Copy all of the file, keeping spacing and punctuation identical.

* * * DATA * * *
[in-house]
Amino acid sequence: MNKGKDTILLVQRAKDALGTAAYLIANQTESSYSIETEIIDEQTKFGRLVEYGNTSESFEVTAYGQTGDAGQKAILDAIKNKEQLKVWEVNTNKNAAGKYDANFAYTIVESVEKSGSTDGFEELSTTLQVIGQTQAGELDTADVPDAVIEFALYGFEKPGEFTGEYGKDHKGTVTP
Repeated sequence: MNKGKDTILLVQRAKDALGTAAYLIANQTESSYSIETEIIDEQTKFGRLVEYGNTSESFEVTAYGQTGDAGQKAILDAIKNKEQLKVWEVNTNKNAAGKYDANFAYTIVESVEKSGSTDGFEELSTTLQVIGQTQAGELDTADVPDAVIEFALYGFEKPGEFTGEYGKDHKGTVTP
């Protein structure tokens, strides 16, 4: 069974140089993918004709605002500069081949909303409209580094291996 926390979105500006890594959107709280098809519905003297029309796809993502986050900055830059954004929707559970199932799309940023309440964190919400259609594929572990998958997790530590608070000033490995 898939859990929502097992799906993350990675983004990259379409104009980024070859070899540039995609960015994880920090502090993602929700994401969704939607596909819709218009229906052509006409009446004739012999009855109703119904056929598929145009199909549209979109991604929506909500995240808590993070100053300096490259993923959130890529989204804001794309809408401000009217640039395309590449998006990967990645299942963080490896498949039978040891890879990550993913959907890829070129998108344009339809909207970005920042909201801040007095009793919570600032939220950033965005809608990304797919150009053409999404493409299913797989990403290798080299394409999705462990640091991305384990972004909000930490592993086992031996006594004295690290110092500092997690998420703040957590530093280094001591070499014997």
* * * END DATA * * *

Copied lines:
[in-house]
Amino acid sequence: MNKGKDTILLVQRAKDALGTAAYLIANQTESSYSIETEIIDEQTKFGRLVEYGNTSESFEVTAYGQTGDAGQKAILDAIKNKEQLKVWEVNTNKNAAGKYDANFAYTIVESVEKSGSTDGFEELSTTLQVIGQTQAGELDTADVPDAVIEFALYGFEKPGEFTGEYGKDHKGTVTP
Repeated sequence: MNKGKDTILLVQRAKDALGTAAYLIANQTESSYSIETEIIDEQTKFGRLVEYGNTSESFEVTAYGQTGDAGQKAILDAIKNKEQLKVWEVNTNKNAAGKYDANFAYTIVESVEKSGSTDGFEELSTTLQVIGQTQAGELDTADVPDAVIEFALYGFEKPGEFTGEYGKDHKGTVTP
């Protein structure tokens, strides 16, 4: 069974140089993918004709605002500069081949909303409209580094291996 926390979105500006890594959107709280098809519905003297029309796809993502986050900055830059954004929707559970199932799309940023309440964190919400259609594929572990998958997790530590608070000033490995 898939859990929502097992799906993350990675983004990259379409104009980024070859070899540039995609960015994880920090502090993602929700994401969704939607596909819709218009229906052509006409009446004739012999009855109703119904056929598929145009199909549209979109991604929506909500995240808590993070100053300096490259993923959130890529989204804001794309809408401000009217640039395309590449998006990967990645299942963080490896498949039978040891890879990550993913959907890829070129998108344009339809909207970005920042909201801040007095009793919570600032939220950033965005809608990304797919150009053409999404493409299913797989990403290798080299394409999705462990640091991305384990972004909000930490592993086992031996006594004295690290110092500092997690998420703040957590530093280094001591070499014997």